Art. IV. - An Oration delivered before the Authorities of

the City of Boston in the Tremont Temple, July 4, 1846. By FLETCHER WEBSTER. Boston : Eastburn. 1846. Svo.

pp. 33.

Our orators have invested the Fourth of July with so many disturbing associations, that our citizens are gradually becoming less and less disposed to greet its annual return with those festivities which it was the hope of our fathers would continue to mark it through all generations to come. Still, it is a day sacred in the affections of every American citizen, and it cannot come round without exciting lively emotions of gratitude and joy in every American heart. The birth of a nation is an event to be remembered, and the day on which it takes its rank in the family of independent nations is well deserving to be set apart by some service, at once joyous and solemn, recounting the glory which has been won, the blessings which have been received, and pointing to the high destiny and grave responsibilities to which the new people are called.

The orations ordinarily given on our national anniversary are of that peculiar sort which it is said neither gods nor men can tolerate. They are tawdry and turgid, full of stale declamation about liberiy, fulsome and disgusting glorification of ourselves as a people, or uncalled-for denunciations of those states and empires that bave not seen proper to adopt political institutions similar to our own. Yet we may, perhaps, be too fastidious in our taste, and too sweeping in our censures. Boys will be boys, and dulness will be dulness, and when either is installed “ orator of the day,” the performance must needs be boyish or dull. But when the number of orations annually called forth by our national jubilee, from all sorts of persons, throughout the length and breadth of the land, is

considered, we may rather wonder that so many are produced which do credit to their authors, and fall not far below the occasion, than that there are so few. All are not mere schoolboy productions; all are not patriotism on tiptoe, nor eloquence on stilts. Every year sends out not a few, which, for their sound sense, deep thought, subdued passion, earnest spirit, manly tone, and chaste expression, deserve an honorable place in our national literature. There are — and perhaps as large a proportion as we ought to expect — Fourth of July orators, who, while they indulge in not unseemly exultations, forget to disgust us with untimely rant about self-government, the marvellous virtue and intelligence of the masses, and the industrial miracles they are daily performing; who show by their reserve, rather than by their noisy declamation, that they have American hearts, and confidence in American patriotism and American institutions. A people not factitiously great has no occasion to speak of its greatness; and true patriotism expresses itself in deeds, not words. The real American patriots are not those shallow brains and gizzard hearts which are always prating of the American spirit, American genius, American interests, American greatness, and calling for an American party ; but those calm, quiet, self-possessed spirits who rarely think of asking themselves whether they are Americans or not, and who are too sincere and ardent in their patriotism to imagine it can be necessary to parade its titles. Their patriotism has no suspicions, no jealousies, no fears, no selfconsciousness. It is too deep for words. It is silent, majestic. It is where the country is, does what she bids, and, though sacrificing all upon her altars, never dreams that it is doing any thing extraordinary. There is, perhaps, more of this genuine patriotism in the American people than strangers, or even we ourselves, commonly suppose. The foam floats on the surface, and is whirled hither and thither by each shifting breeze; but below are the sweet, silent, and deep waters.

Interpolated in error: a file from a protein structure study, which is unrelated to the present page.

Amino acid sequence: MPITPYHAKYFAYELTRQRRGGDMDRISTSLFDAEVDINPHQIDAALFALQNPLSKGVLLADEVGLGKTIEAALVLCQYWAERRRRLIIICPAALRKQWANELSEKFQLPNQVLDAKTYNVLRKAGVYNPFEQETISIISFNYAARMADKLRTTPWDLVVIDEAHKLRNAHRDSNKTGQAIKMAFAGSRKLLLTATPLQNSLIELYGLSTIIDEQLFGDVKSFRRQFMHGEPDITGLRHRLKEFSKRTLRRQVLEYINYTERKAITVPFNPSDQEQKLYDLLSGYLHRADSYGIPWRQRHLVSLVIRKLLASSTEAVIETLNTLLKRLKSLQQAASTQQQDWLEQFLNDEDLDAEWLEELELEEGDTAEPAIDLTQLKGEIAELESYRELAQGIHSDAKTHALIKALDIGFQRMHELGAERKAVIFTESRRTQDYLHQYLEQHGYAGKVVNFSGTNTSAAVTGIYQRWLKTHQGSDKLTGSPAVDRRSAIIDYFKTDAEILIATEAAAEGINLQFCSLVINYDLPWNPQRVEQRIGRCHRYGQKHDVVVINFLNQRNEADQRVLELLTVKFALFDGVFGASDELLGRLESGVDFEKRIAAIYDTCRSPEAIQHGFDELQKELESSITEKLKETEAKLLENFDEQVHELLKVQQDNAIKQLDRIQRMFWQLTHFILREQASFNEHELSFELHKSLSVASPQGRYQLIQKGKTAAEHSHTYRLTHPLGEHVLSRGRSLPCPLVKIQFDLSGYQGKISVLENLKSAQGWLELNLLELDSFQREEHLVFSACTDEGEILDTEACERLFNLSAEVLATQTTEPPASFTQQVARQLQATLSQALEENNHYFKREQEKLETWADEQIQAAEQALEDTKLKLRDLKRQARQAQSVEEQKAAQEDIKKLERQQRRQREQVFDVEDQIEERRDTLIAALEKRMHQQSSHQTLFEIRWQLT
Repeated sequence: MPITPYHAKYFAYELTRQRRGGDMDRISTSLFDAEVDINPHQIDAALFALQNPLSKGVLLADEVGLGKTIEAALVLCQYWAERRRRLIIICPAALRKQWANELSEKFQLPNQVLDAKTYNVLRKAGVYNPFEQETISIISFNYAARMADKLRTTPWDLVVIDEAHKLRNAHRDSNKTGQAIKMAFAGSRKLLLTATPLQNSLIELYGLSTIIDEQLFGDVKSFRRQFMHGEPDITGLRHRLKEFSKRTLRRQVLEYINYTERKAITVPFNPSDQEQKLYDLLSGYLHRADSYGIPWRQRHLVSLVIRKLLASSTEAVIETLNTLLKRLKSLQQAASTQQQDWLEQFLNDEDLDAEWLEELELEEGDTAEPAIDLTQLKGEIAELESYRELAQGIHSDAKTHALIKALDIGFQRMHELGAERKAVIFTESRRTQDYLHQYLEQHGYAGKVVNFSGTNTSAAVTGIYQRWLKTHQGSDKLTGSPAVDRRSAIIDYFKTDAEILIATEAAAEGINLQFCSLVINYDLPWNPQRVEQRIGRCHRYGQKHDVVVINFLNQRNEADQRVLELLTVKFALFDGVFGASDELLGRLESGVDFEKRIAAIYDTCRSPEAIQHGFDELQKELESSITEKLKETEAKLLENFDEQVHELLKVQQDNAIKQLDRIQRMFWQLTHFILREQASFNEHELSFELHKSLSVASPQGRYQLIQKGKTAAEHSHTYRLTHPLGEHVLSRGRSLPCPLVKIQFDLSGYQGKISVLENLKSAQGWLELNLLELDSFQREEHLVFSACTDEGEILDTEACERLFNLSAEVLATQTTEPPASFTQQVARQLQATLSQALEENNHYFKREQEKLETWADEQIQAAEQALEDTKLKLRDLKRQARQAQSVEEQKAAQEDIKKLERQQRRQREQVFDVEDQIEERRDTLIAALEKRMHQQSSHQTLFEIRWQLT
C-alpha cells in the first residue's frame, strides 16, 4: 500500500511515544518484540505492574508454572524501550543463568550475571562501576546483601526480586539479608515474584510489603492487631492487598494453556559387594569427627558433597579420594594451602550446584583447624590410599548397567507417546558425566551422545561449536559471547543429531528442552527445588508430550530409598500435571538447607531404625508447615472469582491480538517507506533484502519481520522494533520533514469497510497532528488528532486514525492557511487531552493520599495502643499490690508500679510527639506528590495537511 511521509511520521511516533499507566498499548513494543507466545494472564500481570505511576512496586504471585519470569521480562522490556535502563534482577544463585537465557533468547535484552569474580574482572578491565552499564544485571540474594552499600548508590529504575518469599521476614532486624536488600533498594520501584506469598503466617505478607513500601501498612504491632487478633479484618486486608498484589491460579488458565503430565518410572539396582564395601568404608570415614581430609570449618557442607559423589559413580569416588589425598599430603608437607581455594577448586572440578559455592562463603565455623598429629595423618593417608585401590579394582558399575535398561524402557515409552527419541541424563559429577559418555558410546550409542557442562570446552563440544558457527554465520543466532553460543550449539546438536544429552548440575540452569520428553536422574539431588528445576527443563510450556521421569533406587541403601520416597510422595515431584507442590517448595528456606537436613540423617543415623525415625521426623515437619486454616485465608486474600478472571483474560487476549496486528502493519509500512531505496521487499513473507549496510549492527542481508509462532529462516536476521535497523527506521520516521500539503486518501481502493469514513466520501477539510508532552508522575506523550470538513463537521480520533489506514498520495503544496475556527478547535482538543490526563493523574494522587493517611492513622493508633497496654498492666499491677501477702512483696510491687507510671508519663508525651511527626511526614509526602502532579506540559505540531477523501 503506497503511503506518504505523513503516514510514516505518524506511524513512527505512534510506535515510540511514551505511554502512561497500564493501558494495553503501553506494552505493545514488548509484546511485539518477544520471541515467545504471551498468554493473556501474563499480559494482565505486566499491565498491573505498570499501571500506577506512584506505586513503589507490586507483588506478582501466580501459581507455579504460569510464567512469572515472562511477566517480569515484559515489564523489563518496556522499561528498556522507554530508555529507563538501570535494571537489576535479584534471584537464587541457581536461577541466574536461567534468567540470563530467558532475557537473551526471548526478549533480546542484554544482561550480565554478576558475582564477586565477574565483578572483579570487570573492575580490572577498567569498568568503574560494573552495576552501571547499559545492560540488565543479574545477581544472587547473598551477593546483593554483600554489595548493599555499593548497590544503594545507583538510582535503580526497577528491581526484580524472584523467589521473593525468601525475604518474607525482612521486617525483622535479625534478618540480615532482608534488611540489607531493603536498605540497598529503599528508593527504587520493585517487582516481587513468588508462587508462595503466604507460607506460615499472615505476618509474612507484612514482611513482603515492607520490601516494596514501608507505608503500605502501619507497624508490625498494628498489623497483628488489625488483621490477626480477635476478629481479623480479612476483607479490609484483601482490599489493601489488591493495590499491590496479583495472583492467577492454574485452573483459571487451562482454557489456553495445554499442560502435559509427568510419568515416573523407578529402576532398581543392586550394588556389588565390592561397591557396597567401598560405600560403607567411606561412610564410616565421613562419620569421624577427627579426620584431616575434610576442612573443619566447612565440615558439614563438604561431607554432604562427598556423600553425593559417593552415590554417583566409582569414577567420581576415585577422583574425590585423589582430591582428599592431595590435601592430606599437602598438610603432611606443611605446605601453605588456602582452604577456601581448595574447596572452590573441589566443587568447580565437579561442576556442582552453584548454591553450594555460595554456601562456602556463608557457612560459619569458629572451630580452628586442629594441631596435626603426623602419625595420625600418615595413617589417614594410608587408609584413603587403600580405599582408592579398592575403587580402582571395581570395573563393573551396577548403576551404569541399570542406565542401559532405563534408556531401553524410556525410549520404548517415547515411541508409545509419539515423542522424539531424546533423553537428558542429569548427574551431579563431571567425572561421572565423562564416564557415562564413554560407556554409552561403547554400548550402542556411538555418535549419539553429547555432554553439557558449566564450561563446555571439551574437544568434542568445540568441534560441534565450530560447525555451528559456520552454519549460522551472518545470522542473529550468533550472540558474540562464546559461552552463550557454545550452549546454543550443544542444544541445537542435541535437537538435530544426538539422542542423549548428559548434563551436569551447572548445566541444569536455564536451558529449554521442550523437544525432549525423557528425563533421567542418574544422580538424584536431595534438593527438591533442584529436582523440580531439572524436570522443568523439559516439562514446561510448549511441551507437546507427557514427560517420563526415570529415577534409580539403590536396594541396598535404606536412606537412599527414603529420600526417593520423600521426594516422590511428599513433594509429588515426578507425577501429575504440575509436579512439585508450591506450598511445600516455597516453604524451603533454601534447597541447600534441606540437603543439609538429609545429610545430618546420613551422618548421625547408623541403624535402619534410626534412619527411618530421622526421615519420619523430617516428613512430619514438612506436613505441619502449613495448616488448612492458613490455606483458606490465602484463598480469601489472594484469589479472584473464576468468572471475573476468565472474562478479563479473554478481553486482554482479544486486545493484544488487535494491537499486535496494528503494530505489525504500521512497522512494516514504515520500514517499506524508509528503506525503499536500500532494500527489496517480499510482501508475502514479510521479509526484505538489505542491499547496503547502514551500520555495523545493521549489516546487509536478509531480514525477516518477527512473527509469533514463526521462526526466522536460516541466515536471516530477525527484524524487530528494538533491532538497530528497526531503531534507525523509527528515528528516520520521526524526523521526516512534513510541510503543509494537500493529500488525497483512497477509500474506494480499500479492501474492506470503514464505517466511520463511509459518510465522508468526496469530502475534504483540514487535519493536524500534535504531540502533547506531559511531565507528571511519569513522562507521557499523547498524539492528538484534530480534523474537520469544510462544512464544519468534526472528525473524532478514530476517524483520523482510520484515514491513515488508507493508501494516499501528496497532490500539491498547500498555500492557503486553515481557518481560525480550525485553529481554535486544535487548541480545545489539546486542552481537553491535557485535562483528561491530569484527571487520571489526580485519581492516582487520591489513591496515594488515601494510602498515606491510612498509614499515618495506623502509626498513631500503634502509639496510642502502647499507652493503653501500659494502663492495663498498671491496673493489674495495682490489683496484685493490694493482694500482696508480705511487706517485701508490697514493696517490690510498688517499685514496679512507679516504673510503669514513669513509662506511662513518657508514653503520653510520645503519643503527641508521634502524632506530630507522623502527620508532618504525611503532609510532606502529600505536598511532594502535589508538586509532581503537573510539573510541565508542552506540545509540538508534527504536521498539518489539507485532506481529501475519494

Among the orations delivered on our great national festival, which we would not willingly forget, the one before us by Mr. Fletcher Webster, eldest son of the Hon. Daniel Webster, deserves a high rank. It is free from the principal faults to which we have alluded, simple and chaste in its style and language, bold and manly in its tone and spirit, and, in the main, sound and just in doctrine and sentiment. It frequently reminds us of the qualities which mark the productions of the author's distinguished father, and which have placed him at the